The Parts of an Apple Activity

boy holding green apple
  • 01 of 05

    The Parts of An Apple Activity

    To save image, right click image and press "Save image as...". Image: Amanda Morin

    Goal of Activity: To identify and label the six parts of an apple, using information from a book and a mini-lesson using a real apple.

    This activity takes a multimodal approach to help your child learn the parts of an apple. It uses both real-life examples and literature to help your child learn and then uses a printable worksheet and suggests an art activity to help your child express what she has learned.

    Parent’s Guide to the Parts of an Apple:

    In order to effectively teach your child about the parts of an apple, you’ll need to know what they are and what the function of each part is. Here are the six parts and their functions:

    • Stem: The stem of the apple attaches to the fruit to the apple tree. Its function is to bring water and nutrients to the apple.
    • Leaves: The leaves are attached to the stem and use photosynthesis to help convert sunlight into water and food. The water is stored in and travels through veins in the leaf.
    • Skin: The skin is the outside covering of the apple. It protects the flesh and seeds.
    • Flesh: The flesh is the firm, juicy, edible part of the apple.
    • Core: The core is the inner "pocket" of apple that contains the seeds.
    • Seeds: The seeds of the apple are contained in seed pockets in the core. Their function is to hold the material needed to grow new apple trees (if planted).
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  • 02 of 05

    Step #1: Examining the Parts of an Apple

    Depending on whether or not you and your child have already been learning about apples, you may have already done the Apple Varieties WebQuest. If so, then your child has a good sense of the different types of apples nature (and the grocery store) has to offer.

    Pick one of the apples you have around the house to examine closely. Let your child know that the apple in her hand consists of six parts. Keep in mind that most apples that come from the store may not have the leaves and/or stem still attached. You can incorporate this into your discussion, asking your child why she thinks some of the parts are missing.

    Ask her what she thinks the parts of an apple are. If she doesn’t know, give her a hint, letting her know that some of the parts are on the outside to protect the apple and to help it grow, while other parts are on the inside. Cut the apple in half to help her examine the inside of the apple.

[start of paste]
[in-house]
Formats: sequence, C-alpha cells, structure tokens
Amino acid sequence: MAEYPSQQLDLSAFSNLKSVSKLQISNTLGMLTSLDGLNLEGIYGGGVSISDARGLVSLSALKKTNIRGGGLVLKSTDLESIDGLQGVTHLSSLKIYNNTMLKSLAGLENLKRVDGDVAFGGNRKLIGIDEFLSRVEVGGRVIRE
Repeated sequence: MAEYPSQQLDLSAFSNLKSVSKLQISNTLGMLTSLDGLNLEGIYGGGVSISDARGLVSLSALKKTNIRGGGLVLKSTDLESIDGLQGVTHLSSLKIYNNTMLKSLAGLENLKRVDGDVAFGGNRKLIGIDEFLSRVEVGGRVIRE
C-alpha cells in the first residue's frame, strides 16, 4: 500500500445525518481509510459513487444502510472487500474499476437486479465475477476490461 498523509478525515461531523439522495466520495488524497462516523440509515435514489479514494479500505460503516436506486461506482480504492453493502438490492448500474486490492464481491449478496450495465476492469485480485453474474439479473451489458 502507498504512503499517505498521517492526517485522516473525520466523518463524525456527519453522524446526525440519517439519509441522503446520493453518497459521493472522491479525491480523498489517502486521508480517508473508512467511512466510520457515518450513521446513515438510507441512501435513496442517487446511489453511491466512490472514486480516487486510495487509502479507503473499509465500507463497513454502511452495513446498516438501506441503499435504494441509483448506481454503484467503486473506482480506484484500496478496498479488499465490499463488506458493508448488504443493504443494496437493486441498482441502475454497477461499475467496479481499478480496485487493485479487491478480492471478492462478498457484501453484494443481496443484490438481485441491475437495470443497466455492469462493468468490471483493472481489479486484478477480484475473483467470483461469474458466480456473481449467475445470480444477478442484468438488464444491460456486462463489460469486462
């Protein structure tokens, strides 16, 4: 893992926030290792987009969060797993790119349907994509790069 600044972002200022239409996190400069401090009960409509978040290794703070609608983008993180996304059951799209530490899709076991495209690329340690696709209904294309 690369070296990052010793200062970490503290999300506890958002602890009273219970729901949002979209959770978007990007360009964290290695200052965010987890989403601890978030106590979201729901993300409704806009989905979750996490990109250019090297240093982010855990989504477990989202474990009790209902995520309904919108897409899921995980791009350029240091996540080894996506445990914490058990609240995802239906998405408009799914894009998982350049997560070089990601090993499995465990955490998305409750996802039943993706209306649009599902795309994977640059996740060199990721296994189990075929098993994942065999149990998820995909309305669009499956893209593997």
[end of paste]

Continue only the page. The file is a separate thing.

Once your child has examined the apple carefully, write down the six parts on a piece of paper, saying them as you write them. Help your child locate each part of her apple.

    Continue to 3 of 5 below.
  • 03 of 05

    Step #2: Reading the Book Apples, Apples, Apples

    Though your child may already have a good sense of the parts of an apple, she may not have a sense of how they form. Read the book Apples, Apples, Apples by Nancy Elizabeth Wallace to help her see the journey of an apple from seed to fruit. Make sure to point out the book’s illustrated cross-section of an apple.

    Continue to 4 of 5 below.
  • 04 of 05

    Step #3: Labeling the Parts of an Apple

    Print a copy of the Parts of an Apple worksheet as shown in Slide 1. The worksheet is a simple cross-section outline of an apple. Each part has a line pointing to it. Have your child write the name of the part on the line.

    Continue to 5 of 5 below.
  • 05 of 05

    Suggested Art Activities

    • Build a Model Apple: Using clay, pipe cleaners and pebbles (or real apple seeds), your child can build her own apple, putting all the parts in place. She can either build it from a worm’s eye-view or as though it has been cut in half.
    • Draw or Paint the Parts of an Apple: Your child can use a variety of different colors to draw or paint her rendition of the inside of an apple.
    • A Paper Apple: Provide your child with construction paper and tissue paper. She can use scissors, glue and her imagination to make a paper apple with all the parts in place. Twisted bits of tissue paper make great stems and seeds.